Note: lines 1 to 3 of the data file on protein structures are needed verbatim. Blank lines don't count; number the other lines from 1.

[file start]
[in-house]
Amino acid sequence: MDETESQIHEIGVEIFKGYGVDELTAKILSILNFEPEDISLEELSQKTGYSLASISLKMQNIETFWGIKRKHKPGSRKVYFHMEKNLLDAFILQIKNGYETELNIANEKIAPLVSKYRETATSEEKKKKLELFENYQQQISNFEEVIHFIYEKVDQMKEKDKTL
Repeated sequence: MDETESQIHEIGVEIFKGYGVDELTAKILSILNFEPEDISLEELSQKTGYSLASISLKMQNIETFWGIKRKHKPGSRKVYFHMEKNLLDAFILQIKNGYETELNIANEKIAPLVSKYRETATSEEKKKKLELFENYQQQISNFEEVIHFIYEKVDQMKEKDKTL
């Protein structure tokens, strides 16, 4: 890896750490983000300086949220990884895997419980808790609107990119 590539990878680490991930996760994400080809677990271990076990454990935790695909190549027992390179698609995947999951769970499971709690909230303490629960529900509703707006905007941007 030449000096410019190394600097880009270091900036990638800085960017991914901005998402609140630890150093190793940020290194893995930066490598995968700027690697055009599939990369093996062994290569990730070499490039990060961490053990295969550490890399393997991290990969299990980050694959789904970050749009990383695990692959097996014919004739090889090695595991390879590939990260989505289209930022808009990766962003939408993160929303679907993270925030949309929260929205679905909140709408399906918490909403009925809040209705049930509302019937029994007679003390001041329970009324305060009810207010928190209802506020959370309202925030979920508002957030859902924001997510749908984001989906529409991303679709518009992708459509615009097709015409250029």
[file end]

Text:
[in-house]
Amino acid sequence: MDETESQIHEIGVEIFKGYGVDELTAKILSILNFEPEDISLEELSQKTGYSLASISLKMQNIETFWGIKRKHKPGSRKVYFHMEKNLLDAFILQIKNGYETELNIANEKIAPLVSKYRETATSEEKKKKLELFENYQQQISNFEEVIHFIYEKVDQMKEKDKTL
Repeated sequence: MDETESQIHEIGVEIFKGYGVDELTAKILSILNFEPEDISLEELSQKTGYSLASISLKMQNIETFWGIKRKHKPGSRKVYFHMEKNLLDAFILQIKNGYETELNIANEKIAPLVSKYRETATSEEKKKKLELFENYQQQISNFEEVIHFIYEKVDQMKEKDKTL